Q. What is a watershed or drainage basin?
A. A drainage basin is an extent of land where water from rain or snow melt drains downhill into a body of water, such as a river, lake, reservoir, estuary, wetland, sea or ocean. The drainage basin includes both the streams and rivers that convey the water as well as the land surfaces from which water drains into those channels, and is separated from adjacent basins by a drainage divide. Find out more about the importance of watersheds.
Q. What is an impervious surface?
A. Impervious surfaces are mainly artificial structures, such as pavements, rooftops, sidewalks, roads, and parking lots - covered by impenetrable materials such as asphalt, concrete, brick, and stone. Soils compacted by urban development are also highly impervious. They are an environmental concern because, with their construction, a chain of events is initiated that modifies urban air and water resources. Find out more about how we can reduce the effects of imperviousness.
Q. What is a septic system?
A. A septic system is a small scale sewage treatment system common in areas with no connection to main sewerage pipes. Find out more about what you can do to limit contamination by septic systems.
Q. What can I do to conserve water?
A. There are many ways you can conserve and save water at home. A dripping faucet can waste up to 20 gallons of water per day. Inside and outside of the home you can save water. Find out what kinds of plants are used in wetlands creation.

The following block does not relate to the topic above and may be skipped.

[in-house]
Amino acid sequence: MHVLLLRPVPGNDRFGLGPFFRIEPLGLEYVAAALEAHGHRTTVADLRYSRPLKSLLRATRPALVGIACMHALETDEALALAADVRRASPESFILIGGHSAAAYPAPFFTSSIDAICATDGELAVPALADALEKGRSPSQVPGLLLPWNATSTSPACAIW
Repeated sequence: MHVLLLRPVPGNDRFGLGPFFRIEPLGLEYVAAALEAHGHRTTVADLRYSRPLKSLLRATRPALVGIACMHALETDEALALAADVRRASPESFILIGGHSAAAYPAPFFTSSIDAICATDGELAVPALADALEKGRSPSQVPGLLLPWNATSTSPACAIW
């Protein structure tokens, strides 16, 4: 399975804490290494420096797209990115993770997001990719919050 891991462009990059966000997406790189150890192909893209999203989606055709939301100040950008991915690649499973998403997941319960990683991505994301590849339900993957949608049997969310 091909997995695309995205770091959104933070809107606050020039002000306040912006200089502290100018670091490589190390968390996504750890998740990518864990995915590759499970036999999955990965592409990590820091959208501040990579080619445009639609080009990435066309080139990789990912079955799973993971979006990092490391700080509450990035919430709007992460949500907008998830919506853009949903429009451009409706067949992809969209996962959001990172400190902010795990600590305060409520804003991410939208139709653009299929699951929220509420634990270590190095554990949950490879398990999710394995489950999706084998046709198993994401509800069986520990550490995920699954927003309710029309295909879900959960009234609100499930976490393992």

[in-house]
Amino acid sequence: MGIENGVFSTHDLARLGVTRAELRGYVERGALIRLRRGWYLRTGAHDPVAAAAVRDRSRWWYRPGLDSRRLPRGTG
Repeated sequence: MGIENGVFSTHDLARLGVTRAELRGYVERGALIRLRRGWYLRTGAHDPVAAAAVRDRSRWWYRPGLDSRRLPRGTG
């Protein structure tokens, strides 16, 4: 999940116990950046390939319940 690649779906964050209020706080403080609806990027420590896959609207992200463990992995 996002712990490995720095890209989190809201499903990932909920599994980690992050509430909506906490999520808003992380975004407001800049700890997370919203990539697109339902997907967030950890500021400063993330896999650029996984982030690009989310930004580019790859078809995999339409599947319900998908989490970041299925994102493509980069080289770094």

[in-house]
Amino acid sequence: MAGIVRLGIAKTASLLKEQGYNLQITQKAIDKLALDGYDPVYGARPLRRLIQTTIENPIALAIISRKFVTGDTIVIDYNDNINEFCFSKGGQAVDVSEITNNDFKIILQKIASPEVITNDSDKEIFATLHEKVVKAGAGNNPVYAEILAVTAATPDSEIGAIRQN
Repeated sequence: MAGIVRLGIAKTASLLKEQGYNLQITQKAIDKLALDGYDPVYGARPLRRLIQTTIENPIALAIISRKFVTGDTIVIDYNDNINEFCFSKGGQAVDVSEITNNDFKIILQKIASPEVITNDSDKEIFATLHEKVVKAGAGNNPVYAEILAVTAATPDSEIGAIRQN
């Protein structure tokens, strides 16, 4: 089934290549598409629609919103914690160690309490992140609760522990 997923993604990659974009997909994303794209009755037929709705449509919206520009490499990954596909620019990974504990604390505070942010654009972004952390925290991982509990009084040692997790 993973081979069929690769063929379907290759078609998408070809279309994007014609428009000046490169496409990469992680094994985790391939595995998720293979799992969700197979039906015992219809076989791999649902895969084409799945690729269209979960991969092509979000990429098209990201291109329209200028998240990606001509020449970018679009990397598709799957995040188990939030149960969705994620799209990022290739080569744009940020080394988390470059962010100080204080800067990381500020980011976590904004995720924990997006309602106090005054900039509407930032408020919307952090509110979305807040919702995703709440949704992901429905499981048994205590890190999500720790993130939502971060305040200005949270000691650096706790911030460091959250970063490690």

Q. What is a wetland?
A. Wetlands provide for long term and short term water storage, subsurface water storage, energy dissipation, and moderation of groundwater flow or discharge of water. By absorbing the force of strong winds and tides, wetlands protect terrestrial areas adjoining them from storms, floods, and tidal damage. Learn more about wetlands. Learn more about wetland buffers and why they are necessary.
Q. What is stormwater?
A. Stormwater is a term used to describe water that originates during precipitation events. It may also be used to apply to water that originates with snowmelt or runoff water from over watering that enters the stormwater system. Stormwater that does not soak into the ground becomes surface runoff, which either flows into surface waterways or is channeled into storm sewers.
Stormwater is of concern for two main issues: one related to the volume and timing of runoff water (flood control and water supplies) and the other related to potential contaminants that the water is carrying, i.e. water pollution. Learn more about the importance of effective stormwater management.
Wondering how you can conserve water under a variety of circumstances? Learn more